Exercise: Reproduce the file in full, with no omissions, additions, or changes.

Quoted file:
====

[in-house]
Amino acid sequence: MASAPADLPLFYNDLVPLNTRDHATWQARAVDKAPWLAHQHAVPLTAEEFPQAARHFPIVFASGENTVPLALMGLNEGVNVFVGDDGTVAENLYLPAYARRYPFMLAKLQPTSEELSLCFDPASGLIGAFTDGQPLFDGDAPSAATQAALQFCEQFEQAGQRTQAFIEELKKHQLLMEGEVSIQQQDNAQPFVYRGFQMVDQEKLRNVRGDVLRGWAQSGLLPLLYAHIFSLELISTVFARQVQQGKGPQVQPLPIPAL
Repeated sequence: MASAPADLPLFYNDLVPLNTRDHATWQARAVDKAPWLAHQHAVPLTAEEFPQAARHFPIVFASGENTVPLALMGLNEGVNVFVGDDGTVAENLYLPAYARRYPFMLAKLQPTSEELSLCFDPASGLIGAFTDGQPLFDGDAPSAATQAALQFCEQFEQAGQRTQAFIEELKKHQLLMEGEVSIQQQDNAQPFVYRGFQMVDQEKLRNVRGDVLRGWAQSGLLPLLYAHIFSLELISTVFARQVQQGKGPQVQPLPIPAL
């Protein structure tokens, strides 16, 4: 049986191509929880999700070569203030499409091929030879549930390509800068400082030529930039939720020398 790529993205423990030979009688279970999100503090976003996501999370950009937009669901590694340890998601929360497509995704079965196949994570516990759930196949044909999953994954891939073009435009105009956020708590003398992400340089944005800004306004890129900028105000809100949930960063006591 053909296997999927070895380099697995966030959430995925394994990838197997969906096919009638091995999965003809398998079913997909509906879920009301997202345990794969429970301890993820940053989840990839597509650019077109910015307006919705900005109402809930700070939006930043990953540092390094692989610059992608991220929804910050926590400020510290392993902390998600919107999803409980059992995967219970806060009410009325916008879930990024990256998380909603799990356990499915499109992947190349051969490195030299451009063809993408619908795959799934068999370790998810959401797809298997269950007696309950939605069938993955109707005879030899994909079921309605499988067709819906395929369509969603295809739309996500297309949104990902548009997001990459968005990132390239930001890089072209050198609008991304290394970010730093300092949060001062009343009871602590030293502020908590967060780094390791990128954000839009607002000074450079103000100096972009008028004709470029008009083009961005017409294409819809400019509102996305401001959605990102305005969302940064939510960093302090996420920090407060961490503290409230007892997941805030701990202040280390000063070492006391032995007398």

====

[in-house]
Amino acid sequence: MASAPADLPLFYNDLVPLNTRDHATWQARAVDKAPWLAHQHAVPLTAEEFPQAARHFPIVFASGENTVPLALMGLNEGVNVFVGDDGTVAENLYLPAYARRYPFMLAKLQPTSEELSLCFDPASGLIGAFTDGQPLFDGDAPSAATQAALQFCEQFEQAGQRTQAFIEELKKHQLLMEGEVSIQQQDNAQPFVYRGFQMVDQEKLRNVRGDVLRGWAQSGLLPLLYAHIFSLELISTVFARQVQQGKGPQVQPLPIPAL
Repeated sequence: MASAPADLPLFYNDLVPLNTRDHATWQARAVDKAPWLAHQHAVPLTAEEFPQAARHFPIVFASGENTVPLALMGLNEGVNVFVGDDGTVAENLYLPAYARRYPFMLAKLQPTSEELSLCFDPASGLIGAFTDGQPLFDGDAPSAATQAALQFCEQFEQAGQRTQAFIEELKKHQLLMEGEVSIQQQDNAQPFVYRGFQMVDQEKLRNVRGDVLRGWAQSGLLPLLYAHIFSLELISTVFARQVQQGKGPQVQPLPIPAL
């Protein structure tokens, strides 16, 4: 049986191509929880999700070569203030499409091929030879549930390509800068400082030529930039939720020398 790529993205423990030979009688279970999100503090976003996501999370950009937009669901590694340890998601929360497509995704079965196949994570516990759930196949044909999953994954891939073009435009105009956020708590003398992400340089944005800004306004890129900028105000809100949930960063006591 053909296997999927070895380099697995966030959430995925394994990838197997969906096919009638091995999965003809398998079913997909509906879920009301997202345990794969429970301890993820940053989840990839597509650019077109910015307006919705900005109402809930700070939006930043990953540092390094692989610059992608991220929804910050926590400020510290392993902390998600919107999803409980059992995967219970806060009410009325916008879930990024990256998380909603799990356990499915499109992947190349051969490195030299451009063809993408619908795959799934068999370790998810959401797809298997269950007696309950939605069938993955109707005879030899994909079921309605499988067709819906395929369509969603295809739309996500297309949104990902548009997001990459968005990132390239930001890089072209050198609008991304290394970010730093300092949060001062009343009871602590030293502020908590967060780094390791990128954000839009607002000074450079103000100096972009008028004709470029008009083009961005017409294409819809400019509102996305401001959605990102305005969302940064939510960093302090996420920090407060961490503290409230007892997941805030701990202040280390000063070492006391032995007398």